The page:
Palo Alto Veterans Institute for Research Dr. Thomas A. Rando Molecular regulation of stem cell potency $966,510
University of California, Merced Dr. Kara E McCloskey Directed Differentiation of Specialized Endothelial Cells $475,686
University of California, San Francisco Dr. Valerie Marie Weaver Biophysical Determinants of Early Embryonic Stem Cell Fate Specification $1,186,500
California Institute of Technology Dr. David Anthony Tirrell Engineered matrices for control of lineage commitment in human pancreatic stem cells $526,896
Salk Institute for Biological Studies Ronald Mark Evans Metabolically-driven epigenetic changes in iPSC reprogramming $1,491,900
University of California, San Diego Dr. Dianne McKay Role of intracytoplasmic pattern recognition receptors in HSC engraftment $615,639
Stanford University Dr. Gary Steinberg Paracrine and synaptic mechanisms underlying neural stem cell-mediated stroke recovery $1,178,370
University of California, San Diego Christian Metallo Metabolic regulation of cardiac differentiation and maturation $1,124,834
University of California, Los Angeles Dr Samantha J Butler Ph.D. Assessing the mechanism by which the Bone Morphogenetic Proteins direct stem cell fate $515,730
Cedars-Sinai Medical Center Paul W Noble Innate Immune Regulation of Lung Alveolar Stem Cell Renewal in Mouse and Man $617,662
Gladstone Institutes, J. David Sheng Ding PhD A novel druggable mechanism to safeguard stem cell genome $1,294,495
University of California, San Francisco Dr. Mark S. Anderson Generation of a functional thymus to induce immune tolerance to stem cell derivatives $1,191,000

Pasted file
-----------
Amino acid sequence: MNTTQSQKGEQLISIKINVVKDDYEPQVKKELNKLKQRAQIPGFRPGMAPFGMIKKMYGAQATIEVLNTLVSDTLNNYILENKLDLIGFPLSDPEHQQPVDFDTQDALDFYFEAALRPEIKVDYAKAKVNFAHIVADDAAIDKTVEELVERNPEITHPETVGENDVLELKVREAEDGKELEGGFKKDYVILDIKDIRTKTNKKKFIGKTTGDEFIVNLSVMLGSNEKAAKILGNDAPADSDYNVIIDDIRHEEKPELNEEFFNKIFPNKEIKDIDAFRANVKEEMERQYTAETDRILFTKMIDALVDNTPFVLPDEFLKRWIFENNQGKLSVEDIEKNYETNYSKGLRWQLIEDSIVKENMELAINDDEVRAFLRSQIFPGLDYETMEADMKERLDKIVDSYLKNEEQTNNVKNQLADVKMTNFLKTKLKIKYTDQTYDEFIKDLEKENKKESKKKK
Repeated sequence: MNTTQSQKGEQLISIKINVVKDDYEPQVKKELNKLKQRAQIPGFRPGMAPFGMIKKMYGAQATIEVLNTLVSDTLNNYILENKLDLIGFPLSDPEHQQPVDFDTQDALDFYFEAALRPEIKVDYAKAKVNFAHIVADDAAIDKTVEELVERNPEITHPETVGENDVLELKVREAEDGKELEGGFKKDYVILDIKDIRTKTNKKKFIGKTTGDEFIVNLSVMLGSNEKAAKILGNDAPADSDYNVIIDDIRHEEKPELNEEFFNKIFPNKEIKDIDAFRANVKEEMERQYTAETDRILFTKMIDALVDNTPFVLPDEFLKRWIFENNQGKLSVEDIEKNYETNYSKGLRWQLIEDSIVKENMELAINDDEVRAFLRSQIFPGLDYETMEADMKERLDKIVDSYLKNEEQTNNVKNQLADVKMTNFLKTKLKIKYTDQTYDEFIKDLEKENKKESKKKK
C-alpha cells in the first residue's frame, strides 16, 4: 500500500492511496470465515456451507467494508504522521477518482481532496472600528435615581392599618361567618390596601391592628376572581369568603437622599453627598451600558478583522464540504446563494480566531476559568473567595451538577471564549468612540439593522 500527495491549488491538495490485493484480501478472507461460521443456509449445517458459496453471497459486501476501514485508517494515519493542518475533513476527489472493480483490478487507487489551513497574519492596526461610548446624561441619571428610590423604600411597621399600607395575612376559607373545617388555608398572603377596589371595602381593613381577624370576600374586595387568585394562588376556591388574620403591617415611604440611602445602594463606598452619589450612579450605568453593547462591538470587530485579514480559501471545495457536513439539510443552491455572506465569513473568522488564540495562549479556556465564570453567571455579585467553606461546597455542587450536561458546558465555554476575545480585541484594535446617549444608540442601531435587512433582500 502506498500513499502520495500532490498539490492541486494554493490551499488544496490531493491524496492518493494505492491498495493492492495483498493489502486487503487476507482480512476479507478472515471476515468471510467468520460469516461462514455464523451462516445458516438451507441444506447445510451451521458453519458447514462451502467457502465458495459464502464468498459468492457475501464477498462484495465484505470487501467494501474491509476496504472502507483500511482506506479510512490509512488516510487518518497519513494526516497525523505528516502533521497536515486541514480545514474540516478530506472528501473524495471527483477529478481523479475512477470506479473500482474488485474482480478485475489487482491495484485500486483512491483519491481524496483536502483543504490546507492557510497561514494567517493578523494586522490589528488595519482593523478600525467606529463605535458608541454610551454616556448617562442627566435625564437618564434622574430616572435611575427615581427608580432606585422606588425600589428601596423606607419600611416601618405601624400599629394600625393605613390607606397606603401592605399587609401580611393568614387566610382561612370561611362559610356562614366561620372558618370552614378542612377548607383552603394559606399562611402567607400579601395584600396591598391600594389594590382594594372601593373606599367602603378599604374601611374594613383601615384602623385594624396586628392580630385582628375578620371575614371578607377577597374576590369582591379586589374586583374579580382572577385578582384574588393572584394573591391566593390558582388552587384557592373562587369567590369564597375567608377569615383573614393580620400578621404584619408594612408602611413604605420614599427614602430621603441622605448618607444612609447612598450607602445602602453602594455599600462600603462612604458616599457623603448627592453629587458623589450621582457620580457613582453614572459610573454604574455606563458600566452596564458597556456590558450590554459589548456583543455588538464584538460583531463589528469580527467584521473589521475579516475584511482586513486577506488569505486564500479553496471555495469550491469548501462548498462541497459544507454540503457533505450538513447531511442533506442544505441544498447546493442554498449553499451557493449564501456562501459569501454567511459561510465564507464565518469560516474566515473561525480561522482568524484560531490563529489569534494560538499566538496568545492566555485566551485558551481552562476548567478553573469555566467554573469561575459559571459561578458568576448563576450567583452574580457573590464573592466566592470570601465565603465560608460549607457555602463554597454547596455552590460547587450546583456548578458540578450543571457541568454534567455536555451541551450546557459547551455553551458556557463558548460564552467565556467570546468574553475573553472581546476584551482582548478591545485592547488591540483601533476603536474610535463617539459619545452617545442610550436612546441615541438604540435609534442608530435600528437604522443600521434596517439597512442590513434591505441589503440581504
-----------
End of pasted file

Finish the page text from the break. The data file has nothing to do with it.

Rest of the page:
University of California, Irvine Dr. Lisa A Flanagan Molecular basis of plasma membrane characteristics reflecting stem cell fate potential $994,108
University of California, San Diego Maike Sander Defining links between chromatin state and developmental competence $1,050,300
University of Southern California Dr. Denis A Evseenko Dr. Promoting survival and countering hypertrophy of pluripotent stem cell (PSC)-derived chondrocytes $735,138
University of California, Los Angeles Dr. Denis A Evseenko Dr. Promoting survival and countering hypertrophy of pluripotent stem cell (PSC)-derived chondrocytes $411,330
University of California, San Diego Miles F Wilkinson New Regulators of Spermatogonial Stem Cells: RHOX Homeobox Transcription Factors $552,811
University of California, Los Angeles Dr. Lili Yang Differentiation of Human Hematopoietic Stem Cells into iNKT Cells $614,400
University of California, San Diego Dr. Cornelis Murre Epigenetic mechanisms that enforce pluripotency in embryonic stem cells $1,160,997
University of California, San Diego Dr. Wei Wang Systems-level discovery of the regulatory mechanisms directing differentiation of hESC $1,161,000
University of California, San Diego Dr. Lawrence S. B. Goldstein Elucidating pathways from hereditary Alzheimer mutations to pathological tau phenotypes $1,050,300
University of California, San Diego Dr. David A. Cheresh CD61-driven stemness program in epithelial cancer $1,161,000
University of California, Berkeley Dr. Andrew Dillin A Requirement for Protein Homeostasis in the Mediation of Stem Cell Health $1,034,100
Stanford University Xinnan Wang Misregulated Mitophagy in Parkinsonian Neurodegeneration $1,174,943